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House bill raising RCEF funding to P15B a year clears committee

THE House Appropriations Committee approved an unnumbered substitute bill on Wednesday amending the Rice Tariffication Law of 2019, including an expansion of funding for rice industry modernization to P15 billion a year from P10 billion.

The bill also extended the life of the Rice Competitiveness Enhancement Fund (RCEF) which is due to expire this year, for another six years. Under the law, RCEF receives its funding from tariffs generated from imports.

The original law liberalized private imports of rice, though it required importers to pay a 35% tariff on their shipments of Southeast Asian grain. The tariff has since been modified to apply to shipments from any country of origin as an inflation-control measure. 

The amendment also seeks to reinstate the National Food Authority’s (NFA) power to regulate the rice market when needed to keep prices from rising unduly.

The amendments modify the way RCEF is allocated, proposing to grant 53.3% of its disbursements to farm mechanization, up from 50%. RCEF also funds seed development, farm credit, and extension services.

The new allocation for rice seed is 28%, and now allows the distribution of hybrid seed. The current version of the law only allows the distribution of inbred seeds.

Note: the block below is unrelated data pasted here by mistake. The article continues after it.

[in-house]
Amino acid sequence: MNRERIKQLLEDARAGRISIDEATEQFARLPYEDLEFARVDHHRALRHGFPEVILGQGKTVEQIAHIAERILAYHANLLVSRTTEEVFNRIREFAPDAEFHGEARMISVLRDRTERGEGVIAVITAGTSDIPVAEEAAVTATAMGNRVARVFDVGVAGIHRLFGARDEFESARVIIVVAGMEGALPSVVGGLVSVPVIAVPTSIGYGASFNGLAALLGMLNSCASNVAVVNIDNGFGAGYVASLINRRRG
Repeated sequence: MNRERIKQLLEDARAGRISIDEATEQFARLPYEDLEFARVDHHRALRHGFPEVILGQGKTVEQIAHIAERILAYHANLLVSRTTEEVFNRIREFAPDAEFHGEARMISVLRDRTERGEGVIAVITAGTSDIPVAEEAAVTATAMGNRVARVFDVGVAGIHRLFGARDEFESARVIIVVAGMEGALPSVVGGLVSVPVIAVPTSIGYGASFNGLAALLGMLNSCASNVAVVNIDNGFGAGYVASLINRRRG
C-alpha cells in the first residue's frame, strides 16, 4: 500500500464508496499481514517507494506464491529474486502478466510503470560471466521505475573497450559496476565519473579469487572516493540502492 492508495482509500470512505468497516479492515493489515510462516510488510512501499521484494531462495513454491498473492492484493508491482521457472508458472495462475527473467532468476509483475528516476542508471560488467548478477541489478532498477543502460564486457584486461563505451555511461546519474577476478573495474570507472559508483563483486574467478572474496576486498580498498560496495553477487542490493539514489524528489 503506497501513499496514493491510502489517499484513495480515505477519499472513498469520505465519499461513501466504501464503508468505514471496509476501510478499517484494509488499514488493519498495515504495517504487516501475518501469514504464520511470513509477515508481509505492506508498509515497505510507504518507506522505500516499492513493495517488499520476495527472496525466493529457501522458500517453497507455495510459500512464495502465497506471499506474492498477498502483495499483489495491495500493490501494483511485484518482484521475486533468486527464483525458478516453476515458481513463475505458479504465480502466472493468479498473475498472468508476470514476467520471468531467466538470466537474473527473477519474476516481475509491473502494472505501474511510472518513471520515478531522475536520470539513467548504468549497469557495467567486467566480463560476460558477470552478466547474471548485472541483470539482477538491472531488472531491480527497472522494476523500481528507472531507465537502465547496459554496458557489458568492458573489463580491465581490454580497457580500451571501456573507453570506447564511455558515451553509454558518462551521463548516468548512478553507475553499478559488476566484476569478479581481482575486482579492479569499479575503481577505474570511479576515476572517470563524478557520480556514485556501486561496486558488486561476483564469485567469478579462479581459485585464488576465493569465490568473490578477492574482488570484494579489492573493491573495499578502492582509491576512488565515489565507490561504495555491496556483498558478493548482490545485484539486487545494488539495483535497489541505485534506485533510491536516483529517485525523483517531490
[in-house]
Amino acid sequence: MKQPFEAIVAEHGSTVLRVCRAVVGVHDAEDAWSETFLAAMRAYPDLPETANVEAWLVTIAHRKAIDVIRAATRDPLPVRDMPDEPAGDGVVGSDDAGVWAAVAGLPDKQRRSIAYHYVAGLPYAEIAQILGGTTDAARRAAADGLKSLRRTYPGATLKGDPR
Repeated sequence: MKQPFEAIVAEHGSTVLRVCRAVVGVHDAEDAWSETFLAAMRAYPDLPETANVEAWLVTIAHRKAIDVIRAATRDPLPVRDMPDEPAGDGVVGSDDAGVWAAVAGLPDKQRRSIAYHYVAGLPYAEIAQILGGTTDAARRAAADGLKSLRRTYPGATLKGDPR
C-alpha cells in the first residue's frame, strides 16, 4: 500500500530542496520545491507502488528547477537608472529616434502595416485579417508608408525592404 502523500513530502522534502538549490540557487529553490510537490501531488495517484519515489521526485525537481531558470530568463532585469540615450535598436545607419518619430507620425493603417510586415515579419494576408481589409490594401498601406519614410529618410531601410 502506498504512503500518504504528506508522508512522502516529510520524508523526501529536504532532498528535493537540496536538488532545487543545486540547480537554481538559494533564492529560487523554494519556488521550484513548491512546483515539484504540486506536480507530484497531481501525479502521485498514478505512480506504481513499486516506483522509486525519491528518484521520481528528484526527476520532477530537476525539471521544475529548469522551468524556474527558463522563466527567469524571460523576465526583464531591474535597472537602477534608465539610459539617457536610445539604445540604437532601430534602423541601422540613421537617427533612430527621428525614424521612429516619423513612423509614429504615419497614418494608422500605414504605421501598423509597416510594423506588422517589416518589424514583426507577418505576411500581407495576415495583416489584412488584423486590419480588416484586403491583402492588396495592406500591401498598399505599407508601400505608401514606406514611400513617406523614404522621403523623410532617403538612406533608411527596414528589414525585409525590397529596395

“(The Rice Tariffication Law’s) focus really is to lower the cost of production, improving productivity, increasing yield, and increasing farmer income,” Nueva Ecija Rep. Mikaela Angela B. Suansing told BusinessWorld on the sidelines of the committee hearing.

The amendments are considered a means of easing the inflationary pressures blamed mainly on rice prices.

The average retail price of the grain currently ranges between P50 and P60, according to the Philippine Statistics Authority.

Speaker and Leyte Rep. Ferdinand Martin G. Romualdez said last week that the amendments have the potential to cut rice prices by at least P10 to P15 per kilo.

Allowing the NFA to regulate the market would allow the government to intervene during times of high retail prices, Quezon Rep. Wilfrido Mark M. Enverga told BusinessWorld.

“If this is enacted, it will be a big deal because (the government will regain) influence on the market through the NFA,” he said on the sidelines of the committee hearing.

Mr. Enverga, who also chairs the House Agriculture and Food Committee, said the NFA would make the rice prices more rational.

“We have to remember that it’s not only about the market interventions of the NFA… what we want to realize in the future… is that we fix our supply chain to lower the cost of rice production,” he said.

Commenting on the tweaks to the fund’s allocation, Ms. Suansing said: “The mechanization is still lacking… Even with the P30 billion allocated over the last 6 years, the mechanization coverage is only 14%… that’s why we increased it effectively.”

The new allocations also include 6% for credit assistance, 5% for extension services, 4% for soil health improvement, 2% for pest management, and 1.5% for the creation of a rice development office.

Mr. Enverga said he is hopeful that the amendment can go before plenary next week. — Kenneth Christiane L. Basilio